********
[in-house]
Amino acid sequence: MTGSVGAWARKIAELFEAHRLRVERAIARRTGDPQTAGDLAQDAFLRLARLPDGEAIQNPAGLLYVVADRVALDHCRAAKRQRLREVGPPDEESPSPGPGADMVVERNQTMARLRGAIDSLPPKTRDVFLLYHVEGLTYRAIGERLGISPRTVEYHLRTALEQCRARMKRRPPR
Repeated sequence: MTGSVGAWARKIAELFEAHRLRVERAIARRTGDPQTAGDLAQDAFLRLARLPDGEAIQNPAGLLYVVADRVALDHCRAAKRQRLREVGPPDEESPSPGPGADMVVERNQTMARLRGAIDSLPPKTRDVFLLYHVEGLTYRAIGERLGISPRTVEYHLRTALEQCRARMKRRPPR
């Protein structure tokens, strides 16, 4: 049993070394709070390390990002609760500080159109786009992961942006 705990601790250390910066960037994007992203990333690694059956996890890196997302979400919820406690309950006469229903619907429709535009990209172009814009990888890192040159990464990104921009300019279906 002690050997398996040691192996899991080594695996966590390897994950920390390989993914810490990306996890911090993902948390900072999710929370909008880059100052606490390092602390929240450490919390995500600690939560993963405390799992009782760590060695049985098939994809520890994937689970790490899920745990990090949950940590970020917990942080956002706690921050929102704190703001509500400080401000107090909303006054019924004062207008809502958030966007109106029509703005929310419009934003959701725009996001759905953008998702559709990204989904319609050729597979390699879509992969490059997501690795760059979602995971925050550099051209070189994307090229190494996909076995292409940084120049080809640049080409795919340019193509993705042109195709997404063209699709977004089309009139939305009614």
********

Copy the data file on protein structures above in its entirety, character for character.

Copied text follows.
[in-house]
Amino acid sequence: MTGSVGAWARKIAELFEAHRLRVERAIARRTGDPQTAGDLAQDAFLRLARLPDGEAIQNPAGLLYVVADRVALDHCRAAKRQRLREVGPPDEESPSPGPGADMVVERNQTMARLRGAIDSLPPKTRDVFLLYHVEGLTYRAIGERLGISPRTVEYHLRTALEQCRARMKRRPPR
Repeated sequence: MTGSVGAWARKIAELFEAHRLRVERAIARRTGDPQTAGDLAQDAFLRLARLPDGEAIQNPAGLLYVVADRVALDHCRAAKRQRLREVGPPDEESPSPGPGADMVVERNQTMARLRGAIDSLPPKTRDVFLLYHVEGLTYRAIGERLGISPRTVEYHLRTALEQCRARMKRRPPR
């Protein structure tokens, strides 16, 4: 049993070394709070390390990002609760500080159109786009992961942006 705990601790250390910066960037994007992203990333690694059956996890890196997302979400919820406690309950006469229903619907429709535009990209172009814009990888890192040159990464990104921009300019279906 002690050997398996040691192996899991080594695996966590390897994950920390390989993914810490990306996890911090993902948390900072999710929370909008880059100052606490390092602390929240450490919390995500600690939560993963405390799992009782760590060695049985098939994809520890994937689970790490899920745990990090949950940590970020917990942080956002706690921050929102704190703001509500400080401000107090909303006054019924004062207008809502958030966007109106029509703005929310419009934003959701725009996001759905953008998702559709990204989904319609050729597979390699879509992969490059997501690795760059979602995971925050550099051209070189994307090229190494996909076995292409940084120049080809640049080409795919340019193509993705042109195709997404063209699709977004089309009139939305009614």